A great congregational outing to Cashel Forest by Loch Lomond yesterday. It’s run by the Royal Scottish Forestry Society, and aims to create a space dedicated to native trees and plants. There’s even an apple orchard with Scottish varieties. You can take walks of different lengths, and there’s a visitor centre too.
We took the medium-length walk which takes you up over the hill to a splendid viewpoint over Loch Lomond, through rowan and alder and aspen and bog myrtle and blaeberries and a sense of being back in world before sitka spruce and Japanese knotweed.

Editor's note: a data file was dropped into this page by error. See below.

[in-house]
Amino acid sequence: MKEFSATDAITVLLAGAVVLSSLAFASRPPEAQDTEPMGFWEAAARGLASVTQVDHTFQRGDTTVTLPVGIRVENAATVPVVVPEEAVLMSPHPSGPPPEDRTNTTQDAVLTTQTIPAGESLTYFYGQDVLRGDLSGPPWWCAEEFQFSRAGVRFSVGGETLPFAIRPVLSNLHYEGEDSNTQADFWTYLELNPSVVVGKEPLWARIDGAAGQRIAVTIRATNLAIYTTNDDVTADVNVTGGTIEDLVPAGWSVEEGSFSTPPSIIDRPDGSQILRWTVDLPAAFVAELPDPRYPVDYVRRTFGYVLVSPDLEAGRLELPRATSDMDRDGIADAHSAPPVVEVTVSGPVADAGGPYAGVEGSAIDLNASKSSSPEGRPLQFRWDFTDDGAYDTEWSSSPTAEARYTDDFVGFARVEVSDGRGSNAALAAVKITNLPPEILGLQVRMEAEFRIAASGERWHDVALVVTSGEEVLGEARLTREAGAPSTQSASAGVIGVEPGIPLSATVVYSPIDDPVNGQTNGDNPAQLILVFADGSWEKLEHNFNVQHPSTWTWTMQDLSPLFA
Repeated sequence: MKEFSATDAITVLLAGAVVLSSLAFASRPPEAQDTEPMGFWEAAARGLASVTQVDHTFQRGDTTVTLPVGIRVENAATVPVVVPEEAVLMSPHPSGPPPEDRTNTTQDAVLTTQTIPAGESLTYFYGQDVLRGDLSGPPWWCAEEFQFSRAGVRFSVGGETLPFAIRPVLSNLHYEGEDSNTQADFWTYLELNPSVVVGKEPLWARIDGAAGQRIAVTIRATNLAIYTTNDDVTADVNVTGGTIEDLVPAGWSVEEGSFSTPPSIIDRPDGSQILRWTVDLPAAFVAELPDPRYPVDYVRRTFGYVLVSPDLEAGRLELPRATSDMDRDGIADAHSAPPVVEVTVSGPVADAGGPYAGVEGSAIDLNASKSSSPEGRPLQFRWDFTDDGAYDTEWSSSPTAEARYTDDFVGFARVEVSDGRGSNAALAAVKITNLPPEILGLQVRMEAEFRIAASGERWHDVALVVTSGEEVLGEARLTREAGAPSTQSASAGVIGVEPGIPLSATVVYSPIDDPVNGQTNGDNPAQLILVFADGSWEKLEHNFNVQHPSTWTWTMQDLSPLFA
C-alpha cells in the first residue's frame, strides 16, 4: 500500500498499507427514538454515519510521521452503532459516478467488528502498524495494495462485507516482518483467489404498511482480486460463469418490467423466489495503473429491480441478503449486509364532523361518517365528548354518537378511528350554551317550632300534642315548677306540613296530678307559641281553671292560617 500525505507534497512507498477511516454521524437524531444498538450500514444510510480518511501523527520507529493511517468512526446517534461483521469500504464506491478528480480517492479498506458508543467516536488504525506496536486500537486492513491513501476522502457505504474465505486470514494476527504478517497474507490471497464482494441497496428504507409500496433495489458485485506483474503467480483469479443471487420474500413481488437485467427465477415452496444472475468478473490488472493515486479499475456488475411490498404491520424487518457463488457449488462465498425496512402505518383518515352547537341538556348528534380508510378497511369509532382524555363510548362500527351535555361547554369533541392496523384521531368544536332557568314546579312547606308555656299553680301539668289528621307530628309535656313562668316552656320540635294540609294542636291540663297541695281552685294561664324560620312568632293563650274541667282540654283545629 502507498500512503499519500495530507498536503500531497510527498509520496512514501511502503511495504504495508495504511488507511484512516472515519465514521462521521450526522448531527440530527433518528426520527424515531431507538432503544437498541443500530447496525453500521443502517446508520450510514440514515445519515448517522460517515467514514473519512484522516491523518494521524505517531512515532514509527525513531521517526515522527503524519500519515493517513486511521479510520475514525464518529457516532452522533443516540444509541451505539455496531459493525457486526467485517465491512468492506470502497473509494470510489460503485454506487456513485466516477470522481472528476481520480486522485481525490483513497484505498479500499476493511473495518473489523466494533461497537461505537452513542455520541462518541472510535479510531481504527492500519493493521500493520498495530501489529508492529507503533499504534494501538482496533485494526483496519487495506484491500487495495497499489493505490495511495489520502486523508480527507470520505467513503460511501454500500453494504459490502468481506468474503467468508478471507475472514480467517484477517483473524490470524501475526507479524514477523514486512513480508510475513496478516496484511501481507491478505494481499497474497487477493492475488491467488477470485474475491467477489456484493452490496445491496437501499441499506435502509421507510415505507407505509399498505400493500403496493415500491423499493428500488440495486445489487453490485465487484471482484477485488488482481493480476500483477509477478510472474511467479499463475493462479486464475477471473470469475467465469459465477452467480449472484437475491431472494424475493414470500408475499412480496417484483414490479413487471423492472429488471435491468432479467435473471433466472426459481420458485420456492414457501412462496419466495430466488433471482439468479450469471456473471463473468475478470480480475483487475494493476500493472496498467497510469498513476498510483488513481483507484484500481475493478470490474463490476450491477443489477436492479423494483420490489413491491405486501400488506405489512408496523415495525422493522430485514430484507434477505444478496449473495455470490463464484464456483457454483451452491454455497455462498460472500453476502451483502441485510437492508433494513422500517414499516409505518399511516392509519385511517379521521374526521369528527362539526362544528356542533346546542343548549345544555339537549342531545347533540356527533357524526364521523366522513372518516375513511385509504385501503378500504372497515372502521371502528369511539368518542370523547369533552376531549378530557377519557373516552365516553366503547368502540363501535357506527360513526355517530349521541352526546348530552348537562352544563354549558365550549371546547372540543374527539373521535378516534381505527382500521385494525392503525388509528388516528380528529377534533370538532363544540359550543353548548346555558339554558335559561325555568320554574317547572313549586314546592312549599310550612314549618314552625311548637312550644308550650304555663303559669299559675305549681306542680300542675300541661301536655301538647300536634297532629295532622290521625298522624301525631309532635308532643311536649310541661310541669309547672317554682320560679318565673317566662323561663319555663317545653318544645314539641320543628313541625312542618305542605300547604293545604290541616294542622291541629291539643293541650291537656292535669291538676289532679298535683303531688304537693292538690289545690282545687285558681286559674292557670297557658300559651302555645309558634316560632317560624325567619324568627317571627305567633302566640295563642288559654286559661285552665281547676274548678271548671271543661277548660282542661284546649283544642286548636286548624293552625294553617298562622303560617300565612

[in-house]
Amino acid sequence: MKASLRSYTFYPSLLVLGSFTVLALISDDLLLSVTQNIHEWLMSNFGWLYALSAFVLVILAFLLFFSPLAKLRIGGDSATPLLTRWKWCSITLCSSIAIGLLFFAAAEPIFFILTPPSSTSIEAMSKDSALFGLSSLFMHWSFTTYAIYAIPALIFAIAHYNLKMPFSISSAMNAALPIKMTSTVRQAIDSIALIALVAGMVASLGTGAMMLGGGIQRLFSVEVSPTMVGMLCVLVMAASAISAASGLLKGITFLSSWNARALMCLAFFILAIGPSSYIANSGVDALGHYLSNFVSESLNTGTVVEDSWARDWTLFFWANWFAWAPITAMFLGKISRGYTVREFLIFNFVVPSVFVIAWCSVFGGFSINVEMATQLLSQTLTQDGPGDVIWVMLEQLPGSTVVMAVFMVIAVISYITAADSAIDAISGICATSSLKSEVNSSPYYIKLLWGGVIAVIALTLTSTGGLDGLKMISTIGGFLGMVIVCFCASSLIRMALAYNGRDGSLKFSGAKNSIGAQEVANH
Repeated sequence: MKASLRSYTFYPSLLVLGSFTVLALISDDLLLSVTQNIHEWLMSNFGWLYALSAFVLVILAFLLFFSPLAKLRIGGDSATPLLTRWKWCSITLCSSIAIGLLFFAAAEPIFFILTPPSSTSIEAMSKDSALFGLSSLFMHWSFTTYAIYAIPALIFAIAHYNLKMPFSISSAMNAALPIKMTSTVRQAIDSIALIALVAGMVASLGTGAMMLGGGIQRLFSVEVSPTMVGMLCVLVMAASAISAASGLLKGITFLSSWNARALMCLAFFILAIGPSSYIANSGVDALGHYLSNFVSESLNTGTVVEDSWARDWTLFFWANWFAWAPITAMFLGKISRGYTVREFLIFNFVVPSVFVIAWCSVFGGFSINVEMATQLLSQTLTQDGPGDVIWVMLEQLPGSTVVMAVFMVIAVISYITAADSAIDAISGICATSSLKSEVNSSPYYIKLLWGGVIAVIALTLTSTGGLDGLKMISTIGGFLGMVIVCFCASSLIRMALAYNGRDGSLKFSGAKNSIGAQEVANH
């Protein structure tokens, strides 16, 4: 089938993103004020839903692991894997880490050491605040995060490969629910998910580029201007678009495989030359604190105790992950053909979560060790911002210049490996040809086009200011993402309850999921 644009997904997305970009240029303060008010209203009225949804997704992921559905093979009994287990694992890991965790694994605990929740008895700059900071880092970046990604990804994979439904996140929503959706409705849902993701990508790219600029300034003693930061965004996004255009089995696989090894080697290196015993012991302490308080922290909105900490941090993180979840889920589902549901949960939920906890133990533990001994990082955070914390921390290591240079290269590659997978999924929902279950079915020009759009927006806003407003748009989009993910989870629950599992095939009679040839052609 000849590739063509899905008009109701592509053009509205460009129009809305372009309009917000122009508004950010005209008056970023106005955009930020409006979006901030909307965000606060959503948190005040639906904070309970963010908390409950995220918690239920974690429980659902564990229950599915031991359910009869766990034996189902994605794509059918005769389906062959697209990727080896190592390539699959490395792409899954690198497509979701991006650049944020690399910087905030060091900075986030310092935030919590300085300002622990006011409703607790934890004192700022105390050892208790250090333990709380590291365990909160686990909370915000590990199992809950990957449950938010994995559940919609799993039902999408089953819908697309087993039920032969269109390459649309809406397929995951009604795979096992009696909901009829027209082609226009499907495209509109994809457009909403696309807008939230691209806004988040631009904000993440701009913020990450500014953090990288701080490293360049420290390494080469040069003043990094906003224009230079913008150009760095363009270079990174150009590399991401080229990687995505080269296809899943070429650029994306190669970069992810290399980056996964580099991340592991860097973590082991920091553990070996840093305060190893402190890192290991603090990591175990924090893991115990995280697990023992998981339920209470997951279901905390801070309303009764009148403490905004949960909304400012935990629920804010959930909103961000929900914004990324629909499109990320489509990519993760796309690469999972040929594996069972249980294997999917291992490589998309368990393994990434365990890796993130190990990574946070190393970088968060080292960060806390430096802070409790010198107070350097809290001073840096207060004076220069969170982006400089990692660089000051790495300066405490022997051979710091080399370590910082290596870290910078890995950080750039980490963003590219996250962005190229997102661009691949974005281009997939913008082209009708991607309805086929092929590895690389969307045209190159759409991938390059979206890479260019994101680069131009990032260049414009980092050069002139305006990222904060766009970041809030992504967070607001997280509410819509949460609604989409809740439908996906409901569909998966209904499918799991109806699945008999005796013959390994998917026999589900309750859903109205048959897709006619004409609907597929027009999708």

Years ago, crofters would spend time amongst such hills, pasturing their animals on the higher ground over the summer. They’d stay in little huts called shielings. I’ve sung Mhairi’s Wedding often enough to imagine what ‘past the shieling’ would have looked like, but I got it wrong. I thought of a nice little stone cottage, one or two rooms … But in Cashel Forest, they’ve reconstructed one of these huts – basically turf and mud, with not a lot of room for a family. Not quite a holiday cottage: